Unsurprisingly, the racial politics of D.W. Griffith’s films had particular resonance for Afrikaner nationalists in the decades leading up to apartheid. This chapter examines the influence on South African cinema of Griffith’s early Biograph films as well as Birth of a Nation. It focuses on two Griffith-inspired films, De Voortrekkers (1916) and Bou van ’n Nasie (literally, ‘Building a Nation’, 1938), which helped to create a ‘white’ South African identity and history in the lead-up to apartheid and National Party rule. These films draw upon Griffith’s ways of representing racial difference, interracial conflict, and the peril and exhilaration of the frontier in constructing their own distorted and highly racialised account of South Africa’s history. Griffith’s ambition towards cinematic historiography in The Birth of a Nation was clearly also instructive, particularly in the case of the 1938 film, made to celebrate the centenary of the Great Trek and commemorate the deaths of 500 white settlers at the hands of the Zulus at Weenen in 1838. The chapter also explores the ways in which Griffith’s imagination was fired by real or imaginary South African contexts, for instance in his short film The Zulu’s Heart (1908), shot in New Jersey with white actors. As well as the trope of the murderous savage, the loyal savage (a central figure in later Griffith films such as His Trust and His Trust Fulfilled, both 1911) is developed here. This trope illustrates the dualisms at the heart of Griffith’s racial ideology, and that of his South African inheritors.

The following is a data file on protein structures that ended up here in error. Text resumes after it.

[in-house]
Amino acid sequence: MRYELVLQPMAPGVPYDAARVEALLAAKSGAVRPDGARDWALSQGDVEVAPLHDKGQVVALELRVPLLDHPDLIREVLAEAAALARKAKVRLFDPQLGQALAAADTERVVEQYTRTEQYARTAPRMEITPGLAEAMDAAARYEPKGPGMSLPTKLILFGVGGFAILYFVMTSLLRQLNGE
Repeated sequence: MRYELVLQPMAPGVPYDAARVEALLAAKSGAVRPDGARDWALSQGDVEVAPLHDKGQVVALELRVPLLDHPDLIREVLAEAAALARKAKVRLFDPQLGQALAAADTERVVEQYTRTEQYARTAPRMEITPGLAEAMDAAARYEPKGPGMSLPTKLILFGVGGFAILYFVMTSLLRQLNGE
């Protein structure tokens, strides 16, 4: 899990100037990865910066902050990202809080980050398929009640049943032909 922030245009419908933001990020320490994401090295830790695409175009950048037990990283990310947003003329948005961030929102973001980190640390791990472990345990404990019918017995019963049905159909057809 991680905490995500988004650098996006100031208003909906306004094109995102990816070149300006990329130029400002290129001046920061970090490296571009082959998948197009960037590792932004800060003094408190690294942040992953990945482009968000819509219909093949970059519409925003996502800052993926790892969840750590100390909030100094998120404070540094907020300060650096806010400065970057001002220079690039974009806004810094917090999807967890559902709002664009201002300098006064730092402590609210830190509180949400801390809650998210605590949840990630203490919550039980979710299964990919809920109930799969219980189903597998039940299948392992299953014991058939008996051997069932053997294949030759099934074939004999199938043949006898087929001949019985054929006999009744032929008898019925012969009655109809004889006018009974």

|Title of host publication||The Wiley-Blackwell Companion to D.W. Griffith|
|Number of pages||24|
|Publication status||Published - 19 Dec 2017|
|Name||Wiley-Blackwell Companions to Film Directors|
- white supremacy